DBS seeks new CIO at wealth division, sources say

DBS seeks new CIO at wealth division, sources say
PHOTO: Reuters

DBS Group, Southeast Asia's largest bank, is looking for a new chief investment officer for its expanding wealth management division to replace Lim Say Boon, who is retiring after serving seven years, people familiar with the matter told CNBC.

The search comes amid the well-documented rise of the super-rich in Asia and associated demand for wealth management products. Still, Lim's successor faces multiple challenges, including fierce competition for clients, fee and margin pressure and tighter regulation.

"It may be competitive, but at least it is a growing segment of the market,' said CIMB economist Song Seng Wun. "DBS is looking to get more income from their wealth management team."

The wealth management business has doubled in the last five years and now accounts for almost 15 per cent of DBS's top line income, Group CEO Piyush Gupta said earlier this month.

DBS is targeting 20 per cent growth over the next few years. Its private bank is ranked fifth-largest in Asia by assets under management (AUM). The 2016 acquisition of the wealth management and retail banking business of ANZ added 23 billion Singapore dollars ($16.3 billion) in AUM to DBS's books.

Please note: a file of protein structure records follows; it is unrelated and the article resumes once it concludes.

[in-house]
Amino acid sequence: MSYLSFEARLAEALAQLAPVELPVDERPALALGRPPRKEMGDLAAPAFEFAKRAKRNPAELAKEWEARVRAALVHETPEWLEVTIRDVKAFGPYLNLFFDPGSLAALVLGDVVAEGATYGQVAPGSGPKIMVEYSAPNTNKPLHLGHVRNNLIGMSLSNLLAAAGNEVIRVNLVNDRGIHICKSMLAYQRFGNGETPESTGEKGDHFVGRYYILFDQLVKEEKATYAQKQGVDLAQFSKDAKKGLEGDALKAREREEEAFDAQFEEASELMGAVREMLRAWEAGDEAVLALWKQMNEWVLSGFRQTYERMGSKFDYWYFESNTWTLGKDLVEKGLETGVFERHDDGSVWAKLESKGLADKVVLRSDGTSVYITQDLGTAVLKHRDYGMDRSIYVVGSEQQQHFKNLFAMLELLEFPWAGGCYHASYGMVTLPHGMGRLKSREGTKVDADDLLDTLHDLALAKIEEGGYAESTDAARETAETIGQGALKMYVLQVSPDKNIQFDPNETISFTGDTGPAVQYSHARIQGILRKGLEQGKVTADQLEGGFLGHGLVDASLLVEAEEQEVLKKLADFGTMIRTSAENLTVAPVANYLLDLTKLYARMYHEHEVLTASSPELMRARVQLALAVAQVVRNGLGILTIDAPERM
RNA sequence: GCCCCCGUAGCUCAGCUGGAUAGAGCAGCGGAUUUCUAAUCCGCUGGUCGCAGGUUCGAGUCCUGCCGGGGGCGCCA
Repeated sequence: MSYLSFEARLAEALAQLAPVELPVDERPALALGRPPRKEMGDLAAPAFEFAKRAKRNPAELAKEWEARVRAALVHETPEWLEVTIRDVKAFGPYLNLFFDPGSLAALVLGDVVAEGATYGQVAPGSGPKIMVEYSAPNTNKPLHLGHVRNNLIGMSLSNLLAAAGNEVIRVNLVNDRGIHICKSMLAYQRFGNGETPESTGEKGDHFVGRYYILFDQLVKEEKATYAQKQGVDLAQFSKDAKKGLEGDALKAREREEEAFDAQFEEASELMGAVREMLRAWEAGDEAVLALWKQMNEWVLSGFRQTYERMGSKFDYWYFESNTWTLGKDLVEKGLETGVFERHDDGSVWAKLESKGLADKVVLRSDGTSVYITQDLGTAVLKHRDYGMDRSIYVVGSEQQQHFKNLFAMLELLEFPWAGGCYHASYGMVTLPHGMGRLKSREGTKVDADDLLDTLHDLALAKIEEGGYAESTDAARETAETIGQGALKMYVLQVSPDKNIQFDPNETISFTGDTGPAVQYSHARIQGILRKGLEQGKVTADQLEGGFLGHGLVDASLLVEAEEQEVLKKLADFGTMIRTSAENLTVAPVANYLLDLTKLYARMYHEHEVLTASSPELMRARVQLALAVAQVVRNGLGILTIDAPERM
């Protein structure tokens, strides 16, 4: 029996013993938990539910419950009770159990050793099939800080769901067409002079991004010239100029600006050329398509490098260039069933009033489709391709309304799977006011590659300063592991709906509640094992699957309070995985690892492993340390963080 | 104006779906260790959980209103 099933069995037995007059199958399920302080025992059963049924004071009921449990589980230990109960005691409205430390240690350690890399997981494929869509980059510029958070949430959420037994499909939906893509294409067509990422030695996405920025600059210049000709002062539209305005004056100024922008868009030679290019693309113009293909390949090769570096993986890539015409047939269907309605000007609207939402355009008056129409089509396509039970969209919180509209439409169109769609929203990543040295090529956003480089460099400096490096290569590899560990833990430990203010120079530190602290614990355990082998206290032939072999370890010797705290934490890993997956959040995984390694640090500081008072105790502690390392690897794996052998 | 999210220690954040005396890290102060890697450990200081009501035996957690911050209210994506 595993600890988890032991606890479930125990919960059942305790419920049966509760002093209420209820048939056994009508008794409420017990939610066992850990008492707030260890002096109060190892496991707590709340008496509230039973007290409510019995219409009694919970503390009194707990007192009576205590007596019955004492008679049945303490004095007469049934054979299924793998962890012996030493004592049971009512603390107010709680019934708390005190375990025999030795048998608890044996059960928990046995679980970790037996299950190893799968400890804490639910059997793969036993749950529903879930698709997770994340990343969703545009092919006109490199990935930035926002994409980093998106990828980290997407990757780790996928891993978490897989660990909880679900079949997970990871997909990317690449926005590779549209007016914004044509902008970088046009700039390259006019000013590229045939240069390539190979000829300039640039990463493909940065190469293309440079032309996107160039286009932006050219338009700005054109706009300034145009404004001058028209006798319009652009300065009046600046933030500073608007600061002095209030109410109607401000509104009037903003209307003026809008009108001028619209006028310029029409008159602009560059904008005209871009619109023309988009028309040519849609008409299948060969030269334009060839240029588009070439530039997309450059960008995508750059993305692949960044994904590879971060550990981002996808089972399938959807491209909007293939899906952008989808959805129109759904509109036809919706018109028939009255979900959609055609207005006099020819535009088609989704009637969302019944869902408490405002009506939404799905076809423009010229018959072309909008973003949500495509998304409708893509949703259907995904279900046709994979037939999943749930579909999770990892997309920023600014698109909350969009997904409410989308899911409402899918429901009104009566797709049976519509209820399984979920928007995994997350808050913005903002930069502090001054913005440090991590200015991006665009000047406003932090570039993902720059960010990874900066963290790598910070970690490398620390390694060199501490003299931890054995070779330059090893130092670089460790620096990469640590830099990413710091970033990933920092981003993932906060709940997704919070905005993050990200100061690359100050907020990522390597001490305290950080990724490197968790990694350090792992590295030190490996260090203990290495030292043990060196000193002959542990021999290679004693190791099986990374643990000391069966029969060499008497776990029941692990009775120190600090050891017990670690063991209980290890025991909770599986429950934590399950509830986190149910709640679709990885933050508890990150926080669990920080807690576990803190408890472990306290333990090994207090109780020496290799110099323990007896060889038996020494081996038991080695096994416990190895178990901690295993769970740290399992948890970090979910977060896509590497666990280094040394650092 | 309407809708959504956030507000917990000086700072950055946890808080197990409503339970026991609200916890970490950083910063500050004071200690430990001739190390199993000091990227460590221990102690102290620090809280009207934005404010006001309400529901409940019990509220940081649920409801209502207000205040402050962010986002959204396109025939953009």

Asked about Lim, DBS spokeswoman Edna Koh told CNBC the bank did not respond to rumours and "nothing is imminent."

A popular, urbane and well-respected figure in Asia's wealth management industry, Lim, 60, was appointed CIO for DBS's wealth management business in July 2010 and joined the Singapore bank from Standard Chartered.

"He's going to be hard to replace," one private banker said.

The bank is understood to have interviewed both local and international candidates for the role, but the recruitment process is believed to be taking longer than usual. "All I heard is it's a real struggle," said one banker who asked to remain anonymous. "They have also been reluctant to sign up head hunters so (it's) a bit chaotic."

As such, Lim has agreed to continue to work with DBS in an advisory capacity, or possibly a mentoring role, until a permanent successor is found, CNBC understands from conversations with private bankers.

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